Sleepy Hollow’s Abbie Mills: From Law-Breaker to Law-Keeper

Review of Sleepy Hollow, Season 1 Episode 2

Just in case you missed the pilot: Revolutionary War hero/former Oxford Don Ichabod Crane has time-travelled to the present to save us from the devil’s plan to destroy the world. This battle was being fought in the 1780s by Crane and George Washington against Death, the Fourth Horseman of the Apocalypse (now, thanks to quick swordplay by Crane, also known as the “Headless Horseman”) and has continued into the present where Crane now works with Lieutenant Abbie Mills. This week’s skirmish means stopping a witch who is killing “the righteous” so that she can raise the army who will prepare the way for the four horsemen’s arrival, which will bring about the aforementioned end of the world. It’s a bit unclear exactly how the witch will do this, but it seems that, like the Mummy, she can’t get started until she’s eaten the right people in order to get her body back. [Spoiler alerts from here on out.]

There is, as I pointed out last time, much for the Christian to mull over in this series. For example, we might note the silliness of assuming that the “Four Horsemen of the Apocalypse” can be stopped (much less beheaded), when in fact they are the servants of God who do his bidding as they go through the earth carrying out his inevitable will.

We could also talk about the contrast the show keeps drawing between good witches and bad witches. While this is a fairly common theme in fiction, we as Christians know that there aren’t good witches and bad witches. There are just bad witches—just as there aren’t good people and bad people, there are only bad people and bad people who have been forgiven by the atoning sacrifice of Christ.

Likewise we could talk about the X-Files-ish contrast which seems to be under construction wherein on the one hand we have Scully/Abbie’s “I just can’t believe that, it’s crazy and contrary to science and stuff, even though I’ve seen it repeatedly with my own eye” and Mulder/Crane’s “You could believe it if only you opened up your mind!” But since I suspect this will be a running theme for the show and will be something we can come back to later, I’ll hold off on discussion of this reason/faith contrast for now (despite the tempting Crane one-liner “belief is sanity” that would make such excellent fodder for reflection).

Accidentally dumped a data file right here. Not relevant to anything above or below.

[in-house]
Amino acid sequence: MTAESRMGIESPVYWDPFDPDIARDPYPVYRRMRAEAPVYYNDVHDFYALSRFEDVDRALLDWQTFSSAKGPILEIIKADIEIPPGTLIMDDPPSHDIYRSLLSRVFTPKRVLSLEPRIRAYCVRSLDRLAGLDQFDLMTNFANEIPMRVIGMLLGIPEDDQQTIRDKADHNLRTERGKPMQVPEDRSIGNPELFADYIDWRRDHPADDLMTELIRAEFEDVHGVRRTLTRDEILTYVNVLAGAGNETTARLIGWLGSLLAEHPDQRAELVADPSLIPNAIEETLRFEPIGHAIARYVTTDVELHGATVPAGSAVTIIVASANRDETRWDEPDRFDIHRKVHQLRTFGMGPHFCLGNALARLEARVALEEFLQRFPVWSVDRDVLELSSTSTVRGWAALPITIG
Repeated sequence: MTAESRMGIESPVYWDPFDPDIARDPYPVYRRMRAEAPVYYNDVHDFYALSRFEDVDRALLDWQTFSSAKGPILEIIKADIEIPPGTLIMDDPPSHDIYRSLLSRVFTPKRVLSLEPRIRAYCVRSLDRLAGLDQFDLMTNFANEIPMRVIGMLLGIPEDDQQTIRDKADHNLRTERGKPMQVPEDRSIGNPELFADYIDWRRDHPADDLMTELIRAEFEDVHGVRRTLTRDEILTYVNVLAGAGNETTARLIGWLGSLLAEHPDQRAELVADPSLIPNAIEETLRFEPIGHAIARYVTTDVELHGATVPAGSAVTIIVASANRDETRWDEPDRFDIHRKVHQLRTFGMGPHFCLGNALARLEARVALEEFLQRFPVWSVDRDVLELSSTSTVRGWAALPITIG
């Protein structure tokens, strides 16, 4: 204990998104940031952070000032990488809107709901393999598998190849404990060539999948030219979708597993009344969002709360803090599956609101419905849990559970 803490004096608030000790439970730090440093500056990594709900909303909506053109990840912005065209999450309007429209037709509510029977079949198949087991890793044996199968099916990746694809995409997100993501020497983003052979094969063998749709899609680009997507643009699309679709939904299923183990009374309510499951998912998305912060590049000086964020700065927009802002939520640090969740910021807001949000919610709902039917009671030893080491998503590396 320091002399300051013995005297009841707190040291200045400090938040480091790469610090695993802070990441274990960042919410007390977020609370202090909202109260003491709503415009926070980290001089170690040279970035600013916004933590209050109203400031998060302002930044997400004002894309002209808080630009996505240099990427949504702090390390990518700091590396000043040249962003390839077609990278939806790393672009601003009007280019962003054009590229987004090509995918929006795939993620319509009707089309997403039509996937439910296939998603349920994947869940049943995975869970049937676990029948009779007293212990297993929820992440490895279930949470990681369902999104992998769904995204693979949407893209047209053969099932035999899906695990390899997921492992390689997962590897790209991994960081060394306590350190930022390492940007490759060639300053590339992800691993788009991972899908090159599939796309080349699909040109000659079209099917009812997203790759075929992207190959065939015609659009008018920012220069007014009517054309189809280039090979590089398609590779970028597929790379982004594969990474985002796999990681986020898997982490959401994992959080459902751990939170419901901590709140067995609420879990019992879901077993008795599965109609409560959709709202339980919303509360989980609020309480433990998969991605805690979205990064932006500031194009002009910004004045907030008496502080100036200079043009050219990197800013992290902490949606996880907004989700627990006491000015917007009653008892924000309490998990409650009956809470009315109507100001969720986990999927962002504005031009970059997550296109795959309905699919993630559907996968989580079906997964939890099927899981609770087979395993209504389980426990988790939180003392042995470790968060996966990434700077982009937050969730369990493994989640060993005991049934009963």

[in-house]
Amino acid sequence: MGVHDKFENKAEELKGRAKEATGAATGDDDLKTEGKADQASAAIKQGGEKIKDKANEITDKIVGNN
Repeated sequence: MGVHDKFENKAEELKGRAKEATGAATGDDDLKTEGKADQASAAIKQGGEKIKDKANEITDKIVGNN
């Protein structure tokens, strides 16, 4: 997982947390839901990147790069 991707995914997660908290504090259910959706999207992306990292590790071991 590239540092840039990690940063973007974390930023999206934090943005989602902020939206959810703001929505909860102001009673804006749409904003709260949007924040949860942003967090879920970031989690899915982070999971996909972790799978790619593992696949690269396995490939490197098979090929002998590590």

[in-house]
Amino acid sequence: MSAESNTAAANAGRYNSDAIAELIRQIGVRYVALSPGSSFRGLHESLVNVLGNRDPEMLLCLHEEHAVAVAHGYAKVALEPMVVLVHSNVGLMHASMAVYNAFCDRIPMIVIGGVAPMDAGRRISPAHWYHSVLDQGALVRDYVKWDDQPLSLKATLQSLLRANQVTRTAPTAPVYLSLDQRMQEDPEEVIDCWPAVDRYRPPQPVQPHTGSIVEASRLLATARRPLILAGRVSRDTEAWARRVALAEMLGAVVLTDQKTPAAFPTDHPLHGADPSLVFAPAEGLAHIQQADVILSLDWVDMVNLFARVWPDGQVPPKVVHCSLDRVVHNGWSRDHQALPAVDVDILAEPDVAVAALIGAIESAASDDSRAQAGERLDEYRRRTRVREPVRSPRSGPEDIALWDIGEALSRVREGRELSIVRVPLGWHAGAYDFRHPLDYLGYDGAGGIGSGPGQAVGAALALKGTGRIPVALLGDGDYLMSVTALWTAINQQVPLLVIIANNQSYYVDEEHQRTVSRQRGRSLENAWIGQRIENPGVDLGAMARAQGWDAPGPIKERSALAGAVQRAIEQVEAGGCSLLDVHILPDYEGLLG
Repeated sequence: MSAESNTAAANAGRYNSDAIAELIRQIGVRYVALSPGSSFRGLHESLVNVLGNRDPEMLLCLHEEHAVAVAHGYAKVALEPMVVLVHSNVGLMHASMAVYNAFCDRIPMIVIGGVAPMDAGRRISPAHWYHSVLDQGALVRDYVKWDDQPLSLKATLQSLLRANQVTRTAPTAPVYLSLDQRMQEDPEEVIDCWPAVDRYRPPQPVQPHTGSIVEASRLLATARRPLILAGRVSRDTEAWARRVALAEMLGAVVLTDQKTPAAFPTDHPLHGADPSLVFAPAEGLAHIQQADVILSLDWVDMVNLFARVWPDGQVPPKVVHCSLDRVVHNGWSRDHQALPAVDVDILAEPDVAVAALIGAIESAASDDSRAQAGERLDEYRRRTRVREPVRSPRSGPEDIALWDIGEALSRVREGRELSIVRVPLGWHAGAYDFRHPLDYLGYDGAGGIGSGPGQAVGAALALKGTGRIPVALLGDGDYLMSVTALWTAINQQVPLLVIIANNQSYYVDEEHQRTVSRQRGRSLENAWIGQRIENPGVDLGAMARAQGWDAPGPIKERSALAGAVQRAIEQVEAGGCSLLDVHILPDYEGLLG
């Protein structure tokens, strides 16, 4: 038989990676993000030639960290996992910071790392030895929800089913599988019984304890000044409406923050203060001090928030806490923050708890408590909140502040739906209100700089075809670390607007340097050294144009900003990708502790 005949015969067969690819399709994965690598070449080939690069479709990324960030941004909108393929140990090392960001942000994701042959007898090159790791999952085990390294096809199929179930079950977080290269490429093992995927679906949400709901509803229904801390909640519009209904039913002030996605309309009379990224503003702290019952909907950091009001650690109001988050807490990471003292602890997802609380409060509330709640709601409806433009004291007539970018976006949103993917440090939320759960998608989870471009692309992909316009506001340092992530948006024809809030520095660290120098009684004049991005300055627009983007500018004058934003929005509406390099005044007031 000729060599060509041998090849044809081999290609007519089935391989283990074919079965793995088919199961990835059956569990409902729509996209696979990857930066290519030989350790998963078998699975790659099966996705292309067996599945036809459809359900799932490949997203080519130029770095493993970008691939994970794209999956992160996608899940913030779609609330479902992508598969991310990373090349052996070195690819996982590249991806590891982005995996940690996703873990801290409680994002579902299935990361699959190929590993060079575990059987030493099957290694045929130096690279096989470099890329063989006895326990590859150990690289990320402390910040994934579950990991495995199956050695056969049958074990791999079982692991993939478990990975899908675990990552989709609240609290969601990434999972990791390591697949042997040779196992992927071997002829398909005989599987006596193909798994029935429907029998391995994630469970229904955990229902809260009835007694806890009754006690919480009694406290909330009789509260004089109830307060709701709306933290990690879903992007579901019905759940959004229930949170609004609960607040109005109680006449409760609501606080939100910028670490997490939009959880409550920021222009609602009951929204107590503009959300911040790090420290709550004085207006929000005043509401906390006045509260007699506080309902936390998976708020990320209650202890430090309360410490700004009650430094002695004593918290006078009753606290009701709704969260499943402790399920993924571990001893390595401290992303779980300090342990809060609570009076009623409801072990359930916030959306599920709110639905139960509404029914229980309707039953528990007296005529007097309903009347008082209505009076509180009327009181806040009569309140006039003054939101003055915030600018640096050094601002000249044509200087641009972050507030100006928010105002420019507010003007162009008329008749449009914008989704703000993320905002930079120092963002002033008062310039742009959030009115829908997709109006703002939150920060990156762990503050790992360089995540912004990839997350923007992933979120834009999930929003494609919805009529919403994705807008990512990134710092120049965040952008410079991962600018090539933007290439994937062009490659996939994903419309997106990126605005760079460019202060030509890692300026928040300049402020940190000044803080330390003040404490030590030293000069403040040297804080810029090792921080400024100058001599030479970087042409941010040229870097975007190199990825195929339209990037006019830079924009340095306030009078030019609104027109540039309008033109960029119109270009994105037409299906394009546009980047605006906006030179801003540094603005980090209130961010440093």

I think perhaps most useful to discuss from this episode is the sort-of picture of the Gospel on display in Abbie’s back-story. As we learn, following their traumatic supernatural experience, Abbie and her sister fell into a downward spiral of drugs and crime. When the law catches her (in the person of Sherriff August Corbin) red-handed, she is given the choice between punishment and repentance. “Five minutes to decide if you’re going to change your life, or if I’m going to take you to jail.”

This is in part a great picture of the Gospel. All of us are living lives of rebellion, lives of crime, against God. We have each of us broken His law and continue to do so and, so long as we are left to ourselves, have no intention of stopping ever. And we see from Scripture that one function of the law is to “catch us” in the act, to smite our conscience so that we understand that we are sinners who deserve punishment and wrath from a Just and Holy God. But that’s not all: another function of the Law is to point us to the salvation offered in Jesus. Just as it highlights our sin, so the Law reveals Christ’s perfect righteousness and obedience.

And here is where the image in Sleepy Hollow breaks down a bit (and that’s not a criticism—I don’t know that there’s a good way to capture this idea on screen). As people who have been caught by the Law and offered Christ, left to our own devices we always choose sin. If Abbie were a perfect picture of the natural human condition, she would have immediately said “jail.” We all inherently love our sin more than we love God, and choose it, of our own free will every single time. But that’s exactly the point where Christianity has such good news—your will, your choice cannot save you, but Christ through the Gospel can. Where the Law carries with it no power or ability to convince or convert, the grace of God through the cross breaks through our sinful wills and transforms our natures so that our love of sin begins to be changed into a love of God as we embrace the good news of the Gospel by faith. On a practical level, this means that we begin to understand and delight in the good news that our sin has been paid for by someone else, and that we are counted as righteous not because of a decision we made, but because Jesus has bought us into a relationship with God.

Again, I think Sleepy Hollow has given us a useful picture of this process with a good deal of truth to it. We just have to be sure to remember that the whole picture is ultimately not about a choice we have made, it’s about the life, death, and resurrection of our Lord Jesus Christ.

Also, in case you were wondering, Harold is NOT dead (or perhaps is only mostly dead) and still has work to do, much to my satisfaction.

Dr. Coyle Neal is Assistant Professor of Political Science at Southwest Baptist University, where to the best of his knowledge George Washington and Ichabod Crane did NOT fight the Apocalypse.  


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